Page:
politely asking if there is a Linux version and multiple potential
customers politely asking if there is a BSD/OS X version. Perhaps you
can do that, Scott?

It is, in my opinion, important to ask about PB/CC and not
PB/Win, because PB/Win would be a *lot* more work to port.
I we get PB/CC and it sells well, it will lead to PB/Win
later.
Scott Wyatt
2005-01-05 21:51:54 UTC
Permalink
Post by Guy Macon
There is only one thing that will (possibly) lead to a Linux/OS X
version of PowerBASIC Command Compiler: multiple potential customers
politely asking if there is a Linux version and multiple potential
customers politely asking if there is a BSD/OS X version. Perhaps you
can do that, Scott?
It is, in my opinion, important to ask about PB/CC and not
PB/Win, because PB/Win would be a *lot* more work to port.
I we get PB/CC and it sells well, it will lead to PB/Win
later.
REALbasic is pretty much "the" commercial cross-platform BASIC right
now. BlitzMAX is going to try to add GUI support across systems, but
right now Blitz is best-suited for game development. The GUI controls
exist in Blitz3D on Windows, already.

PowerBASIC seems "stalled" right now -- as if they stopped doing much of
anything but minor tweaks to CC and Windows.

All I care about is a nice, fast, terminal/console version to test logic
and routines. I know I couldn't market anything that isn't GUI to most
customers, but I do use CC for client projects in which speed is king. I
like it a lot for those clients and they understand GUI can mean "SLOW"
in some cases.

There are a lot of alternatives to PB now, but I think there is a lot of
need for a commercial alternative to the products. Especially on
non-Windows platforms!

Darn, I can hope...
Scott Wyatt
2005-01-05 22:08:05 UTC
Permalink
Post by Guy Macon
There is only one thing that will (possibly) lead to a Linux/OS X
version of PowerBASIC Command Compiler: multiple potential customers
politely asking if there is a Linux version and multiple potential
customers politely asking if there is a BSD/OS X version. Perhaps you
can do that, Scott?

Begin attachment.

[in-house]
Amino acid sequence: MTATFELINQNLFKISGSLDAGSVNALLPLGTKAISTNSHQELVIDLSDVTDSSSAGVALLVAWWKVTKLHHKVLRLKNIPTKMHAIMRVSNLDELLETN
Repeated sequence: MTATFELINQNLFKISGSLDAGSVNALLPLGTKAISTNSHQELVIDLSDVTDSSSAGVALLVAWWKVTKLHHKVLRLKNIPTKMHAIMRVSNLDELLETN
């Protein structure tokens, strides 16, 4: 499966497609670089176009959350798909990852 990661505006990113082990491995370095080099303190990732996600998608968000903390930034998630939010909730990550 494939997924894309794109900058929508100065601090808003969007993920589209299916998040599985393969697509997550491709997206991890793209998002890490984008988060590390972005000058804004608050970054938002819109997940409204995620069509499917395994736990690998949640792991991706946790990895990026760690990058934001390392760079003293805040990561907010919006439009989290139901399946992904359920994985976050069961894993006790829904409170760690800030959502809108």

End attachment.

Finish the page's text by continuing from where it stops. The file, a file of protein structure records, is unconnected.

I just submitted the question. We'll see what happens. I use BOCHS or
VirtualPC at the moment and run PB DOS when I want to test ideas. How
sad is that? I use REALbasic for GUI development, but am still not
impressed -- it is weak on speed, especially on Linux. The Mac speed is
so-so, most of the time.

REAL needs PowerBasic's dedication to quality and speed. Too bad no one
cares to take over REAL Software.

- Scott
Bill Riel
2005-01-06 17:24:33 UTC
Permalink
In article <mNednYjwOvvb-EHcRVn-***@comcast.com>, ***@comcast.net
says...
Post by Scott Wyatt
REAL needs PowerBasic's dedication to quality and speed. Too bad no one
cares to take over REAL Software.
- Scott
Scott, have you looked at FutureBASIC for the Mac? It is Mac only, but
it can do pretty fast console apps if that's what you like:
http://www.stazsoftware.com

The version I have is really a classic application tho it can compile
OSX binaries. I believe that they are now shipping an OSX native IDE
(might be time for me to upgrade).
--
Bill
Scott Wyatt
2005-01-06 21:58:35 UTC
Permalink
Post by Bill Riel
Scott, have you looked at FutureBASIC for the Mac? It is Mac only, but
http://www.stazsoftware.com
The version I have is really a classic application tho it can compile
OSX binaries. I believe that they are now shipping an OSX native IDE
(might be time for me to upgrade).
I looked at it, but my programming partner uses VB and REALbasic. It was
hard enough to get him to embrace PowerBASIC on a project... until he
saw the speed we acheived parsing files.

I think FutureBasic also needs to consider their pricing. For $169, you
do not get database access -- which is all our apps do. Business
software isn't about much else, that's for sure. If links to MySQL and a
generic JDBC/ODBC driver existed, less of an issue. We use PowerBasic to
work with CSV and fixed-width files moving from AS400 to Excel on Windows.

As far as I can tell, FutureBasic doesn't look like the DOS/Windows
BASICs. Even the samples show this "LONGIF" thing that should simply be
an "IF" as far as I'm concerned. Doesn't mean it wouldn't work, but it
would require rethinking a lot of things we do on Windows. It would also
mean a lot more effort to support Win/Mac/Linux.

PowerBasic officials hint at a Linux edition. I hope it is not limited
to x86 only; ideally it is portable to other processors. I can dream.